Sesame Buckwheat Noodles— warm or cold, always exquisite and substantial

After a particularly stressful day at work I felt that Neri deserved a big bowl of noodles. Neri loves noodles and could eat them every day of the week if I would let him. Italian dishes dominated our plates earlier in the week and I needed to switch things up.  We still had oyster mushrooms, baby bok choy and red Chinese long beans in the refrigerator from a Farmers’ Market earlier in the week. Time to be creative to avoid wasting any food.

Chinese or Japanese for dinner, I couldn’t decide, so I went with my favorite fusion dish…Sesame Buckwheat Noodles.

I often combine my love of Japanese and Chinese cooking into this one dish that can have endless variations depending on what is in season and currently in my pantry. The basics ingredients that never change are the soba noodles, sesame paste , shichimi togarashi and/or gomasio, soy sauce, garlic, ginger, sugar and either vinegar, mirin or lemon juice–depending on my mood.

Several regions in China have variations of sesame noodle dishes, often made with a wheat noodles such as Dan Dan Mien or Ji Mah Mien.  In Japan, soba or buckwheat noodles are eaten hot or cold served with a broth-like soya (sauce) for dipping and often topped with goma or sesame seeds. Thicker sesame sauces are also used in Japanese cooking for topping vegetables or casserole dishes. My dish is a combination of aspects from both traditions that is easy to make at home and great in hot or cold weather.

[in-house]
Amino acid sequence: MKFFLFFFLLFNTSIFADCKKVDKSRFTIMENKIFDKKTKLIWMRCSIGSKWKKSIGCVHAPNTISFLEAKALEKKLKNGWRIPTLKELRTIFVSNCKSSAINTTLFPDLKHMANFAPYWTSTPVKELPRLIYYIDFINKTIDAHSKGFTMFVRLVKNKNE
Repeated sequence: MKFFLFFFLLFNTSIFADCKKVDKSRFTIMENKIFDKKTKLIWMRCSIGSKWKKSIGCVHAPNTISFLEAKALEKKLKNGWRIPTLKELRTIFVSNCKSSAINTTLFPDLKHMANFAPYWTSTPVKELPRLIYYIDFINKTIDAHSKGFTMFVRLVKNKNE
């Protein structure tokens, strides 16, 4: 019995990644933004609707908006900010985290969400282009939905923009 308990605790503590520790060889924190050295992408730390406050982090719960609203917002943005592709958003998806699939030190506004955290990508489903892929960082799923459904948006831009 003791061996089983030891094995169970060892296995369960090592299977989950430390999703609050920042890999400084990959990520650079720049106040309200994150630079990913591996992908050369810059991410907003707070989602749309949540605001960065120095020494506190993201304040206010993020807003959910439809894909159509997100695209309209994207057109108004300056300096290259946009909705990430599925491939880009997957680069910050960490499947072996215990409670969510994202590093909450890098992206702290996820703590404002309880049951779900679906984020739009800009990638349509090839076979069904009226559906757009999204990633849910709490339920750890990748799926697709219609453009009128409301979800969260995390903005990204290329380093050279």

NERI’S FAVORITE SESAME NOODLES

Serves 4-6

  • 3 or 4 servings of soba noodles—1 small package or 3 or 4 bundles from a large package
  • 2 to 3 cups of Red Chinese Long Beans cut into 2 in pieces
  • 5 scallions diced
  • 2 T of sesame paste (tahini raw or toasted)
  • 1 T of almond or peanut butter
  • 1 T soy sauce
  • 1 T mirin
  • 1 T sugar or honey
  • 2 tsp grated or finely chopped young ginger
  • 1 clove garlic, minced
  • 2 T to 3 T of finely chopped shiso or lemon-basil
  • 1 T to 2 T shichimi togarashi -also known as Seven Spice Pepper
  • 1 T sesame oil
  • 1/4c 1/3 c of pasta water

Optional Toppings:  sauteed oyster mushrooms, sauteed bok choy, pressed-flavored tofu), green onions, grated daikon, sesame seeds, gomasio or pickled vegetables.

  1. Place a large pot of water on the stove to boil noodles and parboil red beans.
  2. Rinse and cut vegetables–beans, ginger, garlic, herbs, green onions.
  3. In a large glass bowl add sesame paste, almond butter, soy, mirin, sugar, ginger, garlic and sesame oil.
  4. When water begins to boil, add red beans and gently cook for 5 minutes. Test for tenderness at 3 minutes and cook until fork tender.
  5. Strain beans from water and rinse with cold water. Don’t dump out the water.
  6. Place soba noodles in the boiling water and cook following suggested cooking time on package–time varies depending on buckwheat/wheat ratio and whether they or dry or fresh.
  7. Take 1/4 c of hot water from the pot and whisk with sauce ingredients in your glass bowl.
  8. If sauce is too thick, slowly whisk in more hot water, 1 tablespoon at a time. It should be slightly thinner than honey. Add shichimi togarashi and taste mixture and add additional amounts of ingredients to suit personal preference for sweet, salty and spicy.
  9. Add beans to the sauce, toss gently.  Add herbs and scallions to the mixture.
  10. When the noodles are ready, strain and rinse slightly with cool water.
  11. Toss noodles into bean mixture and sprinkle on additional shichimi togarashi, goma or other toppings.
  12. Serve warm as a one dish meal or with suggested optional toppings.

Great the next day as a cold noodle dish. Allow to sit at room temperature 15 minutes after removing from the refrigerator.

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